There is a certain member of my extended family that just never eats breakfast. She wakes early, goes about her day and then (presumably) eats something around 11AM. There is no real rationale to such behavior, other than her insistence that she just “doesn’t need breakfast.” Well I, along with a team of Harvard researchers, beg to differ.
A group of Harvard researchers recently looked at the health records of nearly 27,000 men, all healthcare professionals 45 to 82 years old when the study began. What they found was that those who skipped breakfast were 27 percent more likely to experience a heart attack or die as the result of coronary heart disease. The men who skipped breakfast were more likely to be single, smokers, employed full-time, to drink more alcohol, were younger, and were less likely to be physically active than people who ate breakfast.
There is obviously somewhat of a corollary here between lifestyle choices and the choice to forgo breakfast. So why more heart attacks for those who skipped breakfast? Well, if you opt out of breakfast you are literally extending the “fast” instead of breaking it. This puts a certain amount of regular stress on your body; in particular your heart. Prolonged fasting leads to increases in diastolic and systolic blood pressure, blood concentrations of insulin, triglycerides, free fatty acids and LDL-cholesterol, and to decreases in blood concentrations of HDL-cholesterol, all of which get you closer and closer to chronic heart problems.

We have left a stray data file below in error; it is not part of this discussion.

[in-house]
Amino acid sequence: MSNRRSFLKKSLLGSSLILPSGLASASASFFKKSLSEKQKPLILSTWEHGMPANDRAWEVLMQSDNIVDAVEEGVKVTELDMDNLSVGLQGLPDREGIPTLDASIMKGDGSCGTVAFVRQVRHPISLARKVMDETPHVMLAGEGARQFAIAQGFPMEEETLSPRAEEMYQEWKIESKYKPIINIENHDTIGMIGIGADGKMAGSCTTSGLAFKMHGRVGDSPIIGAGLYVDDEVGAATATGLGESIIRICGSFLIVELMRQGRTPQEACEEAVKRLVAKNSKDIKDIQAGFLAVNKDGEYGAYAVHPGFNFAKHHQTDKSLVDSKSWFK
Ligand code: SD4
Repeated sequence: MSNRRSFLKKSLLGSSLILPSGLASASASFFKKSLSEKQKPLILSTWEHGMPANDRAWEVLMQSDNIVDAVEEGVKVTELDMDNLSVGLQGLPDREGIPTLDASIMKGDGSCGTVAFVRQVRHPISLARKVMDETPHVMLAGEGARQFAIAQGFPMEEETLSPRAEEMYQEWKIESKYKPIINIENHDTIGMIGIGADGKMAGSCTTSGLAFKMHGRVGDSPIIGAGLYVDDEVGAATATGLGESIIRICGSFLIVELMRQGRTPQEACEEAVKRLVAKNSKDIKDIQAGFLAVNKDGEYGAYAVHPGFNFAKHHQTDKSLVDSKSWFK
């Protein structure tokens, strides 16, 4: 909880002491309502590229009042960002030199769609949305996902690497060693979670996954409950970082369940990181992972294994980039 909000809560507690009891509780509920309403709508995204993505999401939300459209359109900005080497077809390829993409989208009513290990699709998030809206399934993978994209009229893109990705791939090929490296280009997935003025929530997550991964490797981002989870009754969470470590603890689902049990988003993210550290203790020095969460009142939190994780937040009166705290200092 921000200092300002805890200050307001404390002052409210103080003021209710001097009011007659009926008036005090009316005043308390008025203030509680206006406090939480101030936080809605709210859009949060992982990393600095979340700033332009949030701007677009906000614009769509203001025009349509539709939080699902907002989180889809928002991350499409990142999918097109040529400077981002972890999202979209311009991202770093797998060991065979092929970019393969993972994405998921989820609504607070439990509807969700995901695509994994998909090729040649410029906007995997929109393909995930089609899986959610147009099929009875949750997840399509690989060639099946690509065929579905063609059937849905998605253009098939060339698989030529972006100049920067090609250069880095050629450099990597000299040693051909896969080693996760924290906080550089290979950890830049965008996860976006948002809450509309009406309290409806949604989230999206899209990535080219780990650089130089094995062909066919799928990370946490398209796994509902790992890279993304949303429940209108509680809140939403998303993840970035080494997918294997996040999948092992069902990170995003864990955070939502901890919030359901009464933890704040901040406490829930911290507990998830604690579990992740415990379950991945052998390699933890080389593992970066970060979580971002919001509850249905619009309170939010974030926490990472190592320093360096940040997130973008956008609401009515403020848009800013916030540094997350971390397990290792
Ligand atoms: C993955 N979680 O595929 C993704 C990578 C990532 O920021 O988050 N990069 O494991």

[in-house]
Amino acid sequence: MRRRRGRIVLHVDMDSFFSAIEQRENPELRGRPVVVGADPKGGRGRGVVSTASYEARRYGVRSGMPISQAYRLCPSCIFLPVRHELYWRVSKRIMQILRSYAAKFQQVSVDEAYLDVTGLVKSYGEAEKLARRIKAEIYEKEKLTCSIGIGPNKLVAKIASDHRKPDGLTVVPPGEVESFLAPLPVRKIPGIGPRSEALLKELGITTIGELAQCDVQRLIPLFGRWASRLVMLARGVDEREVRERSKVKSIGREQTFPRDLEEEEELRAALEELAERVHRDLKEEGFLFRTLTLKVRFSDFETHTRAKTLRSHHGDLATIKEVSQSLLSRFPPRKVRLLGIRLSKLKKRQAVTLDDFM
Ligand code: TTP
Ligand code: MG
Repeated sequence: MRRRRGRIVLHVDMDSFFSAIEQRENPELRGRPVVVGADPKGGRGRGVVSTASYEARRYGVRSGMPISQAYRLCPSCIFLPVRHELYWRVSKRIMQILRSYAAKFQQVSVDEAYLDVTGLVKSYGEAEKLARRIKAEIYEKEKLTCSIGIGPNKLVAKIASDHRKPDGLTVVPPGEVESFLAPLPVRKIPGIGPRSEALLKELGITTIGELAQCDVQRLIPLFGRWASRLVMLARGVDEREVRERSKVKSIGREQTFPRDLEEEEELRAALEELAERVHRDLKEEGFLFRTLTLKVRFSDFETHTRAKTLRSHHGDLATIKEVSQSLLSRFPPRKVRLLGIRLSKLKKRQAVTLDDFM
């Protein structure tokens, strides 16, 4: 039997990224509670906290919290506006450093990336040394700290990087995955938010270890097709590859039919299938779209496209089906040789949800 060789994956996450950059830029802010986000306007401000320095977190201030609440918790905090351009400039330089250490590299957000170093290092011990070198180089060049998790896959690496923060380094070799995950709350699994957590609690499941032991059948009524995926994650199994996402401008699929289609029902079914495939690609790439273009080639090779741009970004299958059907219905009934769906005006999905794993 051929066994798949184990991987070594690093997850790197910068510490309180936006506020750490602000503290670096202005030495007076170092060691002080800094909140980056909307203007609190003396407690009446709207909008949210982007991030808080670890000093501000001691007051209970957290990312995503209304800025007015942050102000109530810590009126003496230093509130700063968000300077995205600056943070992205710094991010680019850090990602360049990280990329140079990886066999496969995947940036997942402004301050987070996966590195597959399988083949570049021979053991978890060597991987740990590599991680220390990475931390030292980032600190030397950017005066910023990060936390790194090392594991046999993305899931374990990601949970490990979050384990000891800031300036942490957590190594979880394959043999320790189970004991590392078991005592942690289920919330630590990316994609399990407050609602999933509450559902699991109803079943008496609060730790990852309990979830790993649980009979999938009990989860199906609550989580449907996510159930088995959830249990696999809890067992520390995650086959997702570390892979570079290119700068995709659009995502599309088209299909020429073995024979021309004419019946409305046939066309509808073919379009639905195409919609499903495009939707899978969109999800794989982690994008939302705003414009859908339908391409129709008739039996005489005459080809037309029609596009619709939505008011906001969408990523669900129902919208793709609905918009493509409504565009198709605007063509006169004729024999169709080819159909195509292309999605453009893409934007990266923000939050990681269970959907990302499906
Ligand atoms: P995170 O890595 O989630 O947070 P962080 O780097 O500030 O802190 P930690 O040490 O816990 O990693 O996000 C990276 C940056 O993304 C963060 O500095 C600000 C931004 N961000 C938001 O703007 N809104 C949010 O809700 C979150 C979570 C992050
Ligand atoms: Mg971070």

According to one of the researchers on the project, “Our bodies need to be fed food regularly in order to maintain healthy levels of blood lipids such as cholesterol, hormones such as insulin, and normal blood pressure.” That said, researchers were quick to differentiate periodic fasting (e.g. fasting for Ramadan) with regularly skipping breakfast, as periodic fasting doesn’t seem to have a lasting impact on overall cardio-vascular health.
I guess the takeaway from such a study is to be mindful of your metabolism and institute some sort of regularity when it comes to food intake. And to be sure, eating a healthy breakfast with whole grains and fresh fruit is obviously going to be a far more preferable path than a breakfast laden with processed foods and sugar.
Do you regularly skip breakfast, and if so, why? Will such information change your habits?